Brexit risks produce shortage as immigration laws tighten
Following recent immigration reforms and stricter rules for migrant worker checks at the border as per Brexit's new regulations, U.K. grocers could face shortages of fresh fruits and veggies, reports Yahoo News.
Citing the changes as a "perfect storm" for conditions to worsen for the import industry in the U.K., Ali Capper of the National Farmers' Union (NFU) criticized the tightened regulations on migrant workers. The British government revealed its post-Brexit immigration system last week.
Beginning next year, it will end the free movement of EU workers, making up 60% in agriculture. There are a provisional 10,000 spaces in a proposed "pilot seasonal worker scheme" that farmers say is grossly insufficient as they need 70,000 workers during harvest seasons.
In an interview with journalists, she - an apple farmer in the country - said that the new rules are "head-spinningly unbelieveable". She went on to be quoted saying that "checks are pretty scary because that means delay".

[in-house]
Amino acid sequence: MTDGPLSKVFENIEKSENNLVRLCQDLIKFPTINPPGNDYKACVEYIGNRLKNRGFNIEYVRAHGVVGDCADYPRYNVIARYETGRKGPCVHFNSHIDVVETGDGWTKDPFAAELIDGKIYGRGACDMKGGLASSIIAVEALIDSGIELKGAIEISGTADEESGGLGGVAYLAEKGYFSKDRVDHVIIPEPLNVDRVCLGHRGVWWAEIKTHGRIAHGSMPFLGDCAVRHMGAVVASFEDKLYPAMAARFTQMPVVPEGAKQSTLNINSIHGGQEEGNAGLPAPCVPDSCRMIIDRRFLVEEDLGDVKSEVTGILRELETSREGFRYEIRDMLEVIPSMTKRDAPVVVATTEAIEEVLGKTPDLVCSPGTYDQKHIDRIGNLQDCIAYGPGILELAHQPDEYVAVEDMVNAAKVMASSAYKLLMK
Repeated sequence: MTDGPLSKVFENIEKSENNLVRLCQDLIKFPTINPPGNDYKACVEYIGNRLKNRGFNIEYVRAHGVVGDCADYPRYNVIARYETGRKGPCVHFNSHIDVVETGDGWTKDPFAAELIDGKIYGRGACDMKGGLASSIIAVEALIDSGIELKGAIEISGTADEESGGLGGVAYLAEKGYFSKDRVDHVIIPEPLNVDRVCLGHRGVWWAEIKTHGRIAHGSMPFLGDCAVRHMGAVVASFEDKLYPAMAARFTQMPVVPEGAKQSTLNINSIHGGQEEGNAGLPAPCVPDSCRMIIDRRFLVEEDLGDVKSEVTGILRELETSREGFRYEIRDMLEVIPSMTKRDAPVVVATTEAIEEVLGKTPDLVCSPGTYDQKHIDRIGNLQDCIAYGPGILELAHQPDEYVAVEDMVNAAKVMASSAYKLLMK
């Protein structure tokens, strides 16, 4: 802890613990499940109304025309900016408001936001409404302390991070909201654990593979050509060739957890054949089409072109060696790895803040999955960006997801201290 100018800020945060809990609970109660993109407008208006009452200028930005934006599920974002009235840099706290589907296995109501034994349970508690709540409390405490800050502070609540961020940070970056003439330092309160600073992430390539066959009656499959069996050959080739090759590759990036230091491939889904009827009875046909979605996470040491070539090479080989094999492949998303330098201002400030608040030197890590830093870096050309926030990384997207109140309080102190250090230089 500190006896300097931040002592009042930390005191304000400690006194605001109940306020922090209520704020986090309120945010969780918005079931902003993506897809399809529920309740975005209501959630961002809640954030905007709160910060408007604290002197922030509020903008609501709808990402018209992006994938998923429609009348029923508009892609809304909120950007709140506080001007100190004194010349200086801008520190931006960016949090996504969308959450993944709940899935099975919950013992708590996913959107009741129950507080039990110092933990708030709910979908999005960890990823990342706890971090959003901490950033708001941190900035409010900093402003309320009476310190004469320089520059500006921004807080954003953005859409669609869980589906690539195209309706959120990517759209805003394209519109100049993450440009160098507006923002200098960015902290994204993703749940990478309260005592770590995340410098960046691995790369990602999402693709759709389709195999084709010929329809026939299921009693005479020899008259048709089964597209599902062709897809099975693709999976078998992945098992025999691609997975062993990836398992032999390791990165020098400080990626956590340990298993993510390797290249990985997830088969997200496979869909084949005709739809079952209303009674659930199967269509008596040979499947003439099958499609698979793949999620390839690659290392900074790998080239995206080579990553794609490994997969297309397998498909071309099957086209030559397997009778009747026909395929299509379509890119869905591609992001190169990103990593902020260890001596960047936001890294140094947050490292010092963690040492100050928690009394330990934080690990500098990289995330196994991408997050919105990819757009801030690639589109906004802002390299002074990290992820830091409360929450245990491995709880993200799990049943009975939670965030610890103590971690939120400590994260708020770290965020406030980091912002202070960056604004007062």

Such delays, Caper explained, are especially difficult when the goods are perishable.
"Will we have empty shelves? Will prices go up? Yes," she added.
This is in line with what the British Retail Consortium warned of earlier this month when saying that Brexit policies would create "significant disruption" in the marketplace.
Caper isn't the only farmer who has expressed concern and panic over the new policies. Other growers have told the publication that if supermarket customers are calling to ask about crop next year, they aren't sure if they can even keep contracts with retailers.
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